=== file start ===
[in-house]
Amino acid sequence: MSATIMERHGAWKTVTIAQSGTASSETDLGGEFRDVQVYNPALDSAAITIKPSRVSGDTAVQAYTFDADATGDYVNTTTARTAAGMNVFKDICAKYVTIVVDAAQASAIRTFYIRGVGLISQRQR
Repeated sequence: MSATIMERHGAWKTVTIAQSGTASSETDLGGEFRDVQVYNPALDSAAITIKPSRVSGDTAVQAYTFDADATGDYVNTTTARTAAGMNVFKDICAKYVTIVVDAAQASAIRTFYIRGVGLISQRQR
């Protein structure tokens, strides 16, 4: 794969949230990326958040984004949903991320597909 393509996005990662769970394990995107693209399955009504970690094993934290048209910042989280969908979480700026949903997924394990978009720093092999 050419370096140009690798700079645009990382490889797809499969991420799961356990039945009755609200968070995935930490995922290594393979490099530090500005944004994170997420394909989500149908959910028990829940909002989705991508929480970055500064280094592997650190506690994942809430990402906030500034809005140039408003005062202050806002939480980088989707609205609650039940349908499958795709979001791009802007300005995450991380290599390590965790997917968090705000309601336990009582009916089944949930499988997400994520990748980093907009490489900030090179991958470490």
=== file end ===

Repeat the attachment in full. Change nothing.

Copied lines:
[in-house]
Amino acid sequence: MSATIMERHGAWKTVTIAQSGTASSETDLGGEFRDVQVYNPALDSAAITIKPSRVSGDTAVQAYTFDADATGDYVNTTTARTAAGMNVFKDICAKYVTIVVDAAQASAIRTFYIRGVGLISQRQR
Repeated sequence: MSATIMERHGAWKTVTIAQSGTASSETDLGGEFRDVQVYNPALDSAAITIKPSRVSGDTAVQAYTFDADATGDYVNTTTARTAAGMNVFKDICAKYVTIVVDAAQASAIRTFYIRGVGLISQRQR
């Protein structure tokens, strides 16, 4: 794969949230990326958040984004949903991320597909 393509996005990662769970394990995107693209399955009504970690094993934290048209910042989280969908979480700026949903997924394990978009720093092999 050419370096140009690798700079645009990382490889797809499969991420799961356990039945009755609200968070995935930490995922290594393979490099530090500005944004994170997420394909989500149908959910028990829940909002989705991508929480970055500064280094592997650190506690994942809430990402906030500034809005140039408003005062202050806002939480980088989707609205609650039940349908499958795709979001791009802007300005995450991380290599390590965790997917968090705000309601336990009582009916089944949930499988997400994520990748980093907009490489900030090179991958470490």